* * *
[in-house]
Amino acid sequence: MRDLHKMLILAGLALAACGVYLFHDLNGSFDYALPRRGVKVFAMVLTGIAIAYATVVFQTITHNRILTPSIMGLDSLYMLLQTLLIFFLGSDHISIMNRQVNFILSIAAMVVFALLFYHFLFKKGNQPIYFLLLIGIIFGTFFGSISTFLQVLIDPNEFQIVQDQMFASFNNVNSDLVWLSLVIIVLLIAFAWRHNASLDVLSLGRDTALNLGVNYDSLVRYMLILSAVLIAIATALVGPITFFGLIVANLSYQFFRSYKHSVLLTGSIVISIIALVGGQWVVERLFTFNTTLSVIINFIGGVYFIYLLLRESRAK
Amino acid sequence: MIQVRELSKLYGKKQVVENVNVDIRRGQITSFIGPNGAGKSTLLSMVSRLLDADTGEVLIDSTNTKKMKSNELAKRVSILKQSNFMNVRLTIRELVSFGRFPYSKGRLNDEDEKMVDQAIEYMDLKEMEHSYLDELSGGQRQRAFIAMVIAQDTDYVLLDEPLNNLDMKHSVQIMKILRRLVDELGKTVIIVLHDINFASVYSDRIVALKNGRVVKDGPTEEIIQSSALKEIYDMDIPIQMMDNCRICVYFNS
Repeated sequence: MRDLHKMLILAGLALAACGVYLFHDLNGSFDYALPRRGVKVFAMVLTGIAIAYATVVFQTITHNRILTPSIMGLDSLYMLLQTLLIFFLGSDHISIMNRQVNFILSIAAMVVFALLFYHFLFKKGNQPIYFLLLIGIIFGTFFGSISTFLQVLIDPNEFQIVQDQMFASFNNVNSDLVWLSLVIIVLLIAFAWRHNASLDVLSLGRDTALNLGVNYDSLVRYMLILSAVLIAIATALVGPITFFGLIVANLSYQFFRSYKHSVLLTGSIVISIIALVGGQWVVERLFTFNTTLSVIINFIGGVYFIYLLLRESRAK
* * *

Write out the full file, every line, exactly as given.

[in-house]
Amino acid sequence: MRDLHKMLILAGLALAACGVYLFHDLNGSFDYALPRRGVKVFAMVLTGIAIAYATVVFQTITHNRILTPSIMGLDSLYMLLQTLLIFFLGSDHISIMNRQVNFILSIAAMVVFALLFYHFLFKKGNQPIYFLLLIGIIFGTFFGSISTFLQVLIDPNEFQIVQDQMFASFNNVNSDLVWLSLVIIVLLIAFAWRHNASLDVLSLGRDTALNLGVNYDSLVRYMLILSAVLIAIATALVGPITFFGLIVANLSYQFFRSYKHSVLLTGSIVISIIALVGGQWVVERLFTFNTTLSVIINFIGGVYFIYLLLRESRAK
Amino acid sequence: MIQVRELSKLYGKKQVVENVNVDIRRGQITSFIGPNGAGKSTLLSMVSRLLDADTGEVLIDSTNTKKMKSNELAKRVSILKQSNFMNVRLTIRELVSFGRFPYSKGRLNDEDEKMVDQAIEYMDLKEMEHSYLDELSGGQRQRAFIAMVIAQDTDYVLLDEPLNNLDMKHSVQIMKILRRLVDELGKTVIIVLHDINFASVYSDRIVALKNGRVVKDGPTEEIIQSSALKEIYDMDIPIQMMDNCRICVYFNS
Repeated sequence: MRDLHKMLILAGLALAACGVYLFHDLNGSFDYALPRRGVKVFAMVLTGIAIAYATVVFQTITHNRILTPSIMGLDSLYMLLQTLLIFFLGSDHISIMNRQVNFILSIAAMVVFALLFYHFLFKKGNQPIYFLLLIGIIFGTFFGSISTFLQVLIDPNEFQIVQDQMFASFNNVNSDLVWLSLVIIVLLIAFAWRHNASLDVLSLGRDTALNLGVNYDSLVRYMLILSAVLIAIATALVGPITFFGLIVANLSYQFFRSYKHSVLLTGSIVISIIALVGGQWVVERLFTFNTTLSVIINFIGGVYFIYLLLRESRAK